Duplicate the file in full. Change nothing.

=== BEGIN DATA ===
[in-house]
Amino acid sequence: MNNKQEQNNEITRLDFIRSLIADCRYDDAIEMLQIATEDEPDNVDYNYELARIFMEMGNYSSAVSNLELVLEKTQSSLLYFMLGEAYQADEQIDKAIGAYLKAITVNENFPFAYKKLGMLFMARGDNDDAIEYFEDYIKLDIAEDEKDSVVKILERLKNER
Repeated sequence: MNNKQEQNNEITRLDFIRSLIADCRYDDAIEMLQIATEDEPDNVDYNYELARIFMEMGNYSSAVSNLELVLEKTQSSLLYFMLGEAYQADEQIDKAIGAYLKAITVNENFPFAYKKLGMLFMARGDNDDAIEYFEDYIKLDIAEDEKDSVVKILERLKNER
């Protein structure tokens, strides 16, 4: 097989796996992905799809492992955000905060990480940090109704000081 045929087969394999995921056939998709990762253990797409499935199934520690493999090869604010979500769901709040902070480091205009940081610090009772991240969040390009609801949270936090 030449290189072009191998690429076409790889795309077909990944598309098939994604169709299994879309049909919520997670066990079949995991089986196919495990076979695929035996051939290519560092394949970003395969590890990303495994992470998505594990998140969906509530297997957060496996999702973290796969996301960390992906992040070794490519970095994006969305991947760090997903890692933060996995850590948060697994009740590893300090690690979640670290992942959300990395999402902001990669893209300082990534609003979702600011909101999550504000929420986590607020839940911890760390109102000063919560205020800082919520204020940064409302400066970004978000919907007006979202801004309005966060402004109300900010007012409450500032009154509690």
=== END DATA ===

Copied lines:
[in-house]
Amino acid sequence: MNNKQEQNNEITRLDFIRSLIADCRYDDAIEMLQIATEDEPDNVDYNYELARIFMEMGNYSSAVSNLELVLEKTQSSLLYFMLGEAYQADEQIDKAIGAYLKAITVNENFPFAYKKLGMLFMARGDNDDAIEYFEDYIKLDIAEDEKDSVVKILERLKNER
Repeated sequence: MNNKQEQNNEITRLDFIRSLIADCRYDDAIEMLQIATEDEPDNVDYNYELARIFMEMGNYSSAVSNLELVLEKTQSSLLYFMLGEAYQADEQIDKAIGAYLKAITVNENFPFAYKKLGMLFMARGDNDDAIEYFEDYIKLDIAEDEKDSVVKILERLKNER
């Protein structure tokens, strides 16, 4: 097989796996992905799809492992955000905060990480940090109704000081 045929087969394999995921056939998709990762253990797409499935199934520690493999090869604010979500769901709040902070480091205009940081610090009772991240969040390009609801949270936090 030449290189072009191998690429076409790889795309077909990944598309098939994604169709299994879309049909919520997670066990079949995991089986196919495990076979695929035996051939290519560092394949970003395969590890990303495994992470998505594990998140969906509530297997957060496996999702973290796969996301960390992906992040070794490519970095994006969305991947760090997903890692933060996995850590948060697994009740590893300090690690979640670290992942959300990395999402902001990669893209300082990534609003979702600011909101999550504000929420986590607020839940911890760390109102000063919560205020800082919520204020940064409302400066970004978000919907007006979202801004309005966060402004109300900010007012409450500032009154509690």